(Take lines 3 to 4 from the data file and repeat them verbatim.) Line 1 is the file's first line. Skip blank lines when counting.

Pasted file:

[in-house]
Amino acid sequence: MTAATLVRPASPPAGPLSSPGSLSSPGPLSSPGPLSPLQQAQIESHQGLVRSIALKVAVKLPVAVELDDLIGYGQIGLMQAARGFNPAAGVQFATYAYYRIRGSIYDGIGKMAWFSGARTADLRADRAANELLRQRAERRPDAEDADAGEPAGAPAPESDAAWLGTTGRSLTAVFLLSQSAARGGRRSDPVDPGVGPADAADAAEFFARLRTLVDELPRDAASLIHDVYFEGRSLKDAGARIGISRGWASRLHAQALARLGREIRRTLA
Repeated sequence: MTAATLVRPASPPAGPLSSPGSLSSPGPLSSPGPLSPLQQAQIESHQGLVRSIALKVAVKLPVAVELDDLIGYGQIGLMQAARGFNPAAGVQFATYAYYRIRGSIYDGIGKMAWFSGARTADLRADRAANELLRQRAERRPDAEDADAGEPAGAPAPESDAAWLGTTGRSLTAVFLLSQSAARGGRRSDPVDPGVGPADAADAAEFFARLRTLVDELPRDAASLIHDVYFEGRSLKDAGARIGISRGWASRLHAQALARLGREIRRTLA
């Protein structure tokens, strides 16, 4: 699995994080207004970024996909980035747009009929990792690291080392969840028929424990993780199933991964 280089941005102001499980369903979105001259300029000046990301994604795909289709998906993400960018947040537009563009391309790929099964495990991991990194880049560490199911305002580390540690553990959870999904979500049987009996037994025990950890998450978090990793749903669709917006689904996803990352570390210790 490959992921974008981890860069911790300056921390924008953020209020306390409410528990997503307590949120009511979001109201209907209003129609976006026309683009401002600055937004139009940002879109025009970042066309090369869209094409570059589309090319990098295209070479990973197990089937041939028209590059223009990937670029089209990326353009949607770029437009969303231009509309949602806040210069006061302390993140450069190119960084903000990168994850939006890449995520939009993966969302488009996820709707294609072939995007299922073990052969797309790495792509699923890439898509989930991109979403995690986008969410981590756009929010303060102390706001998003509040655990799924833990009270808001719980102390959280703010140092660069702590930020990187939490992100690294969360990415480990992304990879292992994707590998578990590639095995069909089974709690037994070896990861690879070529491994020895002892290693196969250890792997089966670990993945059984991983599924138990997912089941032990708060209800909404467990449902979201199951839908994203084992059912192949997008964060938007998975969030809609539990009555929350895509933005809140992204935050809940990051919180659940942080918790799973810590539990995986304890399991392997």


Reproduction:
Repeated sequence: MTAATLVRPASPPAGPLSSPGSLSSPGPLSSPGPLSPLQQAQIESHQGLVRSIALKVAVKLPVAVELDDLIGYGQIGLMQAARGFNPAAGVQFATYAYYRIRGSIYDGIGKMAWFSGARTADLRADRAANELLRQRAERRPDAEDADAGEPAGAPAPESDAAWLGTTGRSLTAVFLLSQSAARGGRRSDPVDPGVGPADAADAAEFFARLRTLVDELPRDAASLIHDVYFEGRSLKDAGARIGISRGWASRLHAQALARLGREIRRTLA
């Protein structure tokens, strides 16, 4: 699995994080207004970024996909980035747009009929990792690291080392969840028929424990993780199933991964 280089941005102001499980369903979105001259300029000046990301994604795909289709998906993400960018947040537009563009391309790929099964495990991991990194880049560490199911305002580390540690553990959870999904979500049987009996037994025990950890998450978090990793749903669709917006689904996803990352570390210790 490959992921974008981890860069911790300056921390924008953020209020306390409410528990997503307590949120009511979001109201209907209003129609976006026309683009401002600055937004139009940002879109025009970042066309090369869209094409570059589309090319990098295209070479990973197990089937041939028209590059223009990937670029089209990326353009949607770029437009969303231009509309949602806040210069006061302390993140450069190119960084903000990168994850939006890449995520939009993966969302488009996820709707294609072939995007299922073990052969797309790495792509699923890439898509989930991109979403995690986008969410981590756009929010303060102390706001998003509040655990799924833990009270808001719980102390959280703010140092660069702590930020990187939490992100690294969360990415480990992304990879292992994707590998578990590639095995069909089974709690037994070896990861690879070529491994020895002892290693196969250890792997089966670990993945059984991983599924138990997912089941032990708060209800909404467990449902979201199951839908994203084992059912192949997008964060938007998975969030809609539990009555929350895509933005809140992204935050809940990051919180659940942080918790799973810590539990995986304890399991392997």